Be Prepared for an Emergency

Each of us is responsible for our own safety and survival during the first 72 hours of an emergency. The responsibility of caring for pets ultimately rests with the owner or foster parent, including during an emergency. It’s important to develop and create a 72-hour Dog Emergency Survival Kit, much like we would for ourselves and our families.  You should check the kit twice a year and update it as necessary. Ensure that there is always fresh water and food, medication and restock any items that may have been used from it.  Also consider “Pets Inside” stickers for your windows.  Placing these stickers on all entrance doors to your home will ensure that emergency responders and passersby will be vigilant just in case you were unable to evacuate your pet during an emergency.

Listed below are the basic first aid supplies you should have on hand and suggestion as to how to create a dog emergency survival kit.

Basic First-aid Supplies:

  • Absorbent gauze pads
  • Adhesive tape
  • Antiseptic wipes, lotion, powder or spray
  • Blanket (a foil emergency blanket)
  • Cotton balls or swabs
  • Gauze rolls
  • Hydrogen peroxide (to induce vomiting—do this only when directed by a veterinarian or a poison-control expert)
  • Ice pack
  • Non-latex disposable gloves
  • Petroleum jelly (to lubricate the thermometer)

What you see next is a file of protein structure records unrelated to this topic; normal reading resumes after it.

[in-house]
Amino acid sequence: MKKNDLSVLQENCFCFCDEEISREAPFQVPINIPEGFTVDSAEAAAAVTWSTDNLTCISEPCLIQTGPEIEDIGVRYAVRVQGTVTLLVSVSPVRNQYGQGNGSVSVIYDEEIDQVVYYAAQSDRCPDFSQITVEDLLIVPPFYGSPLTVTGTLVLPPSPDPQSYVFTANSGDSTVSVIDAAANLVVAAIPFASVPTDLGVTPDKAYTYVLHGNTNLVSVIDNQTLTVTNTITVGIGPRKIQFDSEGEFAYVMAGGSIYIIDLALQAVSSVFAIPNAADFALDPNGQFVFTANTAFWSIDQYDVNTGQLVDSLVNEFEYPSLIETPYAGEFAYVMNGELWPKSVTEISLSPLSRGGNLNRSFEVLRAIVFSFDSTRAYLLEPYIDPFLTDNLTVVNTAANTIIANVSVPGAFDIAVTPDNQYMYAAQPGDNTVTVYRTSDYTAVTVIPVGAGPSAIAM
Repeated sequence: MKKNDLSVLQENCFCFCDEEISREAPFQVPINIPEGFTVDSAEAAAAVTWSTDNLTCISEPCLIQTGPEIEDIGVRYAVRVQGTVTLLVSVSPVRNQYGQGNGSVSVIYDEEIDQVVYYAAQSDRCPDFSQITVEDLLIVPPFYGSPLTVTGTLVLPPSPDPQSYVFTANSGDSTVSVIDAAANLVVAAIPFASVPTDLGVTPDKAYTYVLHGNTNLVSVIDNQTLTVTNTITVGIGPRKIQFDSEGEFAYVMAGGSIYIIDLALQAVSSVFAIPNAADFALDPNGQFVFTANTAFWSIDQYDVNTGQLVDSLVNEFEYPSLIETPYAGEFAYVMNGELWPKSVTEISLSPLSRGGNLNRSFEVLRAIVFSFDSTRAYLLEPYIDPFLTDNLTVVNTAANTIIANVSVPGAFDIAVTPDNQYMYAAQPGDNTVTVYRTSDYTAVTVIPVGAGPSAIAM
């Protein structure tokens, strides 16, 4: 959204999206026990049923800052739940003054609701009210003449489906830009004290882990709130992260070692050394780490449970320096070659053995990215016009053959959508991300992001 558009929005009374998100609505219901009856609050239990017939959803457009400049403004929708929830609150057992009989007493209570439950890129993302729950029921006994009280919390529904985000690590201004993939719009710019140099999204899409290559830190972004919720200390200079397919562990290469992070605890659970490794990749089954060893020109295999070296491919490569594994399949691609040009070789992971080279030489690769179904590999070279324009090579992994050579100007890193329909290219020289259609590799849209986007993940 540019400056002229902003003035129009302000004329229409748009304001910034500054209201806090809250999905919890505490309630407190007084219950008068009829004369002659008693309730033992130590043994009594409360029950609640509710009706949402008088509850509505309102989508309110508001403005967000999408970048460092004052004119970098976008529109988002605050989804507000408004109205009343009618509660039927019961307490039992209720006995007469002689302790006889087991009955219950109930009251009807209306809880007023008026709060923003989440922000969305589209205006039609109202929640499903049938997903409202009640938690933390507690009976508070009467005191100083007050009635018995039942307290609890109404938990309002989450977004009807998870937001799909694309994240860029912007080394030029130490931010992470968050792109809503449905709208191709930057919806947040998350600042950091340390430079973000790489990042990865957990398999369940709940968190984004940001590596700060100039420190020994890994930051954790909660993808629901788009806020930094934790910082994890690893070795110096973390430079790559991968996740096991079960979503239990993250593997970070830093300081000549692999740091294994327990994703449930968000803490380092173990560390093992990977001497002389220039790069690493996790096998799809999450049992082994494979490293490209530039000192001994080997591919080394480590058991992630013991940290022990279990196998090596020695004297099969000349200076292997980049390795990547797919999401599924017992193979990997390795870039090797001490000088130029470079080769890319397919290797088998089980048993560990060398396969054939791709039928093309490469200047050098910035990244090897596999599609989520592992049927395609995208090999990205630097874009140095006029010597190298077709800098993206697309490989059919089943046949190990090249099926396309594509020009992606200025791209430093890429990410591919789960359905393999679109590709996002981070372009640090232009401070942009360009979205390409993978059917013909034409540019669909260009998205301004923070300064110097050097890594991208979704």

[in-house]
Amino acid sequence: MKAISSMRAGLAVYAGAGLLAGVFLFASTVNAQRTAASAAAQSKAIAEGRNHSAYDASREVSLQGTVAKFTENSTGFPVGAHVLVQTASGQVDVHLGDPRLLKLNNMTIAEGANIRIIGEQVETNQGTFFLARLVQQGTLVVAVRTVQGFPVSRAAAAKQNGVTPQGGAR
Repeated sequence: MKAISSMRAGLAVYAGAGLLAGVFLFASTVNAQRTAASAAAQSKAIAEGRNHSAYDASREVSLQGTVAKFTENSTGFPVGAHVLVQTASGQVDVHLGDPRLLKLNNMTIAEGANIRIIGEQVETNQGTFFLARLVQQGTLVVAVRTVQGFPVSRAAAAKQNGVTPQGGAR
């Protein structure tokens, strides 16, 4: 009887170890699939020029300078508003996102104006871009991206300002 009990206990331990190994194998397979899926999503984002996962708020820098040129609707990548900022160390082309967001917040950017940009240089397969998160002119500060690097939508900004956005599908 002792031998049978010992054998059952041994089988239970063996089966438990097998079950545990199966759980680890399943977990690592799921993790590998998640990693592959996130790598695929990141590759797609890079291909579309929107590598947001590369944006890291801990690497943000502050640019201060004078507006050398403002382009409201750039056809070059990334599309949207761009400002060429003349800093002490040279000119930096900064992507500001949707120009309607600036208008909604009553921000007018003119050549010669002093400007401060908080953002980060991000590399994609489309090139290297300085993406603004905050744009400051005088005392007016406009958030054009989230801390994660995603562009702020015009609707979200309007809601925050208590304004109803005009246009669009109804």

• Rectal thermometer (your pet’s temperature should not rise above 103°F or fall below 100°F)
  • Scissors (with blunt ends)
  • Sterile non-stick gauze pads for bandages
  • Sterile saline solution (sold at pharmacies)
  • Tweezers

 Creating a Dog Emergency Survival Kit:

  •  At least a 72-hour supply of dog food, including bowls (preferably non-spill), a can opener, and spoon
    • Because your pet is less likely to understand food and water rations, it is best to stock up on canned, wet food. Food in cans keeps better, and your pet will be less thirsty if they get moisture from their meal, thus enabling you to stretch out the precious water supply.
  • At least a 72-hour supply of water for your family and your dog
  • Leash, muzzle, harness
  • Pet carrier or crate to allow for easy transport (and may be necessary in an emergency shelter)
  • Identification tags and microchip number (ensure contact info is kept up-to-date)
  • First aid kit
  • Emergency Contact List
    • Everyone in the affected community will be in survival mode, so you will want to have a list of helpful neighbors and/or emergency boarding facilities handy. Include a list of hotels that can accommodate dogs.
  • Proof of Ownership
  • Current photos of you with your pets and descriptions of your pets to help others identify them in case you and your pets become separated—and to prove that they are yours once you’re reunited
  • Medications & their instructions, medical records (including proof of vaccinations)
  • Veterinarian’s name and contact number
  • Information on your pet’s feeding schedule, temperament/behavior, medical concerns in case  you need to leave them somewhere
  • Flashlight and batteries
  • Blankets, bedding, towels
  • Poop bags
  • Brush/Comb
  • Toys & Treats
  • Proper Cleaning Supplies
  • Paper Towel
  • Garbage Bags